Electricity in LCA

The issue of accuracy

In LCAs electricity has a dominant contribution, not only in the use-phase, but also in the production of the materials. The percentage of CO2 emissions from electricity for metals production (Ecoinvent V3, “cut-off” database) is in the range of 30–56% (e.g., Aluminum 56%, Copper 35%, Gold 36%, Lead 30%, Nickel 31%, Silver 52%, Zinc 50%). For woven textile (Polyester, 70 dTex) the percentage is higher (70–80%).
For calculations on battery electric vehicles (BEVs) and the production of electrolytic Hydrogen, the choice of data for electricity is crucial.
Common practice in LCA for household appliances is that the average consumption mix is applied for a country or a bigger region (reasoning: these appliances are used all over Europe, USA, or the World), except for specific cases (ex-post LCAs like EPDs) where predominantly the country consumption mix data are taken. However, an analysis of 38 papers on LCAs of washing machines (search in Scopus on ‘LCA washing machine’) revealed that in more than 80% of the papers the origin of the electricity was not specified, which suggests that the author was not aware of the big differences in data on electricity.
There is a general feeling among LCA practitioners that data on electricity are rather accurate in LCI databases. Therefore, they take the electricity data for granted.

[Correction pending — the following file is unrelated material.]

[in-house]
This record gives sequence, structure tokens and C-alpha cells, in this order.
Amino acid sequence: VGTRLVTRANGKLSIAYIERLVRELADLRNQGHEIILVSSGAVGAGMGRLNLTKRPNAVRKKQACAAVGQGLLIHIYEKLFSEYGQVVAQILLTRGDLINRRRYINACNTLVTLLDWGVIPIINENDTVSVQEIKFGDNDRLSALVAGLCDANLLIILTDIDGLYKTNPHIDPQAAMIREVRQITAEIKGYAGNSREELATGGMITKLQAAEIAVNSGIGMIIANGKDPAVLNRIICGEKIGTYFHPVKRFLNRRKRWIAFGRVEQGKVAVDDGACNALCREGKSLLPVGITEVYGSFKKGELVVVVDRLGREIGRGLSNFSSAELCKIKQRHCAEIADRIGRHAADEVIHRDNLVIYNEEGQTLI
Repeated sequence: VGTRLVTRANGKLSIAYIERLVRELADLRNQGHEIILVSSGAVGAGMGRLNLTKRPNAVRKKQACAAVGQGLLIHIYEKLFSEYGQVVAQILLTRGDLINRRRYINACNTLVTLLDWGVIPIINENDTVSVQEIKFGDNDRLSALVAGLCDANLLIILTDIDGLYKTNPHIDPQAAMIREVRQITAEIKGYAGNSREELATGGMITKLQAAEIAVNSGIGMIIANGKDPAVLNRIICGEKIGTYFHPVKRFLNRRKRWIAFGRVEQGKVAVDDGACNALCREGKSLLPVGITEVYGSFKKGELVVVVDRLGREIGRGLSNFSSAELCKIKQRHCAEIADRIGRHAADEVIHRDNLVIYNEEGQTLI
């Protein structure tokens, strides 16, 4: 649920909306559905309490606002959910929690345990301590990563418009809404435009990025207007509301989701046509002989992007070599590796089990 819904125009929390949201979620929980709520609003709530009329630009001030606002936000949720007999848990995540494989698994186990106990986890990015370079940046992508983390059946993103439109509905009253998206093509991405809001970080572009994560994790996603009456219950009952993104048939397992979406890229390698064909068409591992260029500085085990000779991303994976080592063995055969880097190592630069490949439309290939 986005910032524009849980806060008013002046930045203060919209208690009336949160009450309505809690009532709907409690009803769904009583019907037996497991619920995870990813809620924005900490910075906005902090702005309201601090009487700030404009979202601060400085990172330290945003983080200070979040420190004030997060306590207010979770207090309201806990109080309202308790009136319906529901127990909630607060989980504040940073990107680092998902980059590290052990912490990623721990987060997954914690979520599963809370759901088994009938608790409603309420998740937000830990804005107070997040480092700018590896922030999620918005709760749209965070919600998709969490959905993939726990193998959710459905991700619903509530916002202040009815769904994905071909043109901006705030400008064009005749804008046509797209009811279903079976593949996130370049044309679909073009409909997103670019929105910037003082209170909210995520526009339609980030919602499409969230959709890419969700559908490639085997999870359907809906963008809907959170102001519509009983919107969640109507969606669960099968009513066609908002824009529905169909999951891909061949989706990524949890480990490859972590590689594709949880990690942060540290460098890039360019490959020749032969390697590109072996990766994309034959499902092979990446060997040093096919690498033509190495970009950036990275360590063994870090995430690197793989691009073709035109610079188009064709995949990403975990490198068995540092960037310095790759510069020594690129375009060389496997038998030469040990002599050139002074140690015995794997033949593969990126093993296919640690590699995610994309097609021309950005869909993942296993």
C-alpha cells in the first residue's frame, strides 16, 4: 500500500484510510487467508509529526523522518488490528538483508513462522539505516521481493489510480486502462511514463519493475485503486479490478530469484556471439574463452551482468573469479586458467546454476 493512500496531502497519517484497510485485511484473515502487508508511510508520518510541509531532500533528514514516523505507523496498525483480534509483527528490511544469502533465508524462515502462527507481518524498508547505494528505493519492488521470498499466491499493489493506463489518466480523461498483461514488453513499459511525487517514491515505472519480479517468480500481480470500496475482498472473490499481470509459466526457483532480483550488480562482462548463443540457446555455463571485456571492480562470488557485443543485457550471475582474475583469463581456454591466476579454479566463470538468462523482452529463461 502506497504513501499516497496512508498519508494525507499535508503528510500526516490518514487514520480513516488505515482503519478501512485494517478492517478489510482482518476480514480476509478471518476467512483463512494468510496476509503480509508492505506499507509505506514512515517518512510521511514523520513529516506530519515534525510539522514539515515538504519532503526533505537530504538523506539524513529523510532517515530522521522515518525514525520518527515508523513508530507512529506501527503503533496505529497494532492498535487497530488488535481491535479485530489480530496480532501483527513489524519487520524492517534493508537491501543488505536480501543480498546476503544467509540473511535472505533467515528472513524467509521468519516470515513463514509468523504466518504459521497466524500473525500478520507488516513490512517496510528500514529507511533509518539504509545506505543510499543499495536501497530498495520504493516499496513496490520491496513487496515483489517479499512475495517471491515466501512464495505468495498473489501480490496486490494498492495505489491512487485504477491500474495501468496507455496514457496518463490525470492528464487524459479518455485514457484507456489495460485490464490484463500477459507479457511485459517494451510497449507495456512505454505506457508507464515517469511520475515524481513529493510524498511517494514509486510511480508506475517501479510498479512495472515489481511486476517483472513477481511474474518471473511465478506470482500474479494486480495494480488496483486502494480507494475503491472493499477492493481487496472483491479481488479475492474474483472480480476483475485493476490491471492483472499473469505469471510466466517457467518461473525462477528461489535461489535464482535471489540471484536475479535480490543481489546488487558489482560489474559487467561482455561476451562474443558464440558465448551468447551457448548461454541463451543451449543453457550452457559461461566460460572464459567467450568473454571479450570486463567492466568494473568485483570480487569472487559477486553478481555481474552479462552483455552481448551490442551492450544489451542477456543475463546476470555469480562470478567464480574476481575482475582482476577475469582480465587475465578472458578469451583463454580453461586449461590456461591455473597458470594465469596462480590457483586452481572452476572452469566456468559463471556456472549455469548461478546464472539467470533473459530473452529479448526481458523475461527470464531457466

Only specialists know that there are issues with data quality. Product Environmental Footprint Category Rules (PEFCRs) for the European market are not yet available for electricity nor for hydrogen. Therefore, it is not strange that there are inconvenient differences between well-established LCI databases like Ecoinvent, Gabi (PEF), and ELCD. This webpage deals with some practical issues to enhance the accuracy of your LCA calculation with regard to electricity. A detailed analysis can be found in (Olindo et al. 2021).

The relevance of the issue is clearly shown in  Fig. 5.10a. This figure depicts the GHG emissions per km of cars (BEV and fossil fuels) for the EU countries in 2013.

Figure 5.10a. GHG emissions per km of BEV and fossil fuel cars in the EU, data 2013. (Moro et al., 2018)


Fig.5.10 suggests a higher accuracy than that the reality is: (1) the height of a bars of a specific country is up to 30% different in Ecoinvent in comparison with Gabi (2) the emissions are now considerably lower than back in 2013, where the reduction is different for each country (in 2016 11% less for the average in the EU, 34% less for Denmark,and even 38% percent for the UK).
So the real picture might be quite different.